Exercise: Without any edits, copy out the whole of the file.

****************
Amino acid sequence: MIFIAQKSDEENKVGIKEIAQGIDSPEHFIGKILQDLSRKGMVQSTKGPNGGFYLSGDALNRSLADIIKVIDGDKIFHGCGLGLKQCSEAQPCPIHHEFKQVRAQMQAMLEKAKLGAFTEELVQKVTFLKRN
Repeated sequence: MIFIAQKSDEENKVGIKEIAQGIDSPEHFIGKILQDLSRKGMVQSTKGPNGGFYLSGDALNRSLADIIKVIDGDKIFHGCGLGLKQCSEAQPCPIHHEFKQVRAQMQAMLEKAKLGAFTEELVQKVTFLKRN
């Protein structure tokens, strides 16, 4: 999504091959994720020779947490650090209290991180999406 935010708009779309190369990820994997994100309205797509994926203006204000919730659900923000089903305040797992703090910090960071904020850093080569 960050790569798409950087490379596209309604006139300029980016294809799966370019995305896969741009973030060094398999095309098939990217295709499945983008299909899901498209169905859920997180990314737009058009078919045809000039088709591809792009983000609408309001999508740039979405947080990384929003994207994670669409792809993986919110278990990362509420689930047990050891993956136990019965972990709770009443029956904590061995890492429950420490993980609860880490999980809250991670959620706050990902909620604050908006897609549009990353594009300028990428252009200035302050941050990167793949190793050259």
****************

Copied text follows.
Amino acid sequence: MIFIAQKSDEENKVGIKEIAQGIDSPEHFIGKILQDLSRKGMVQSTKGPNGGFYLSGDALNRSLADIIKVIDGDKIFHGCGLGLKQCSEAQPCPIHHEFKQVRAQMQAMLEKAKLGAFTEELVQKVTFLKRN
Repeated sequence: MIFIAQKSDEENKVGIKEIAQGIDSPEHFIGKILQDLSRKGMVQSTKGPNGGFYLSGDALNRSLADIIKVIDGDKIFHGCGLGLKQCSEAQPCPIHHEFKQVRAQMQAMLEKAKLGAFTEELVQKVTFLKRN
């Protein structure tokens, strides 16, 4: 999504091959994720020779947490650090209290991180999406 935010708009779309190369990820994997994100309205797509994926203006204000919730659900923000089903305040797992703090910090960071904020850093080569 960050790569798409950087490379596209309604006139300029980016294809799966370019995305896969741009973030060094398999095309098939990217295709499945983008299909899901498209169905859920997180990314737009058009078919045809000039088709591809792009983000609408309001999508740039979405947080990384929003994207994670669409792809993986919110278990990362509420689930047990050891993956136990019965972990709770009443029956904590061995890492429950420490993980609860880490999980809250991670959620706050990902909620604050908006897609549009990353594009300028990428252009200035302050941050990167793949190793050259």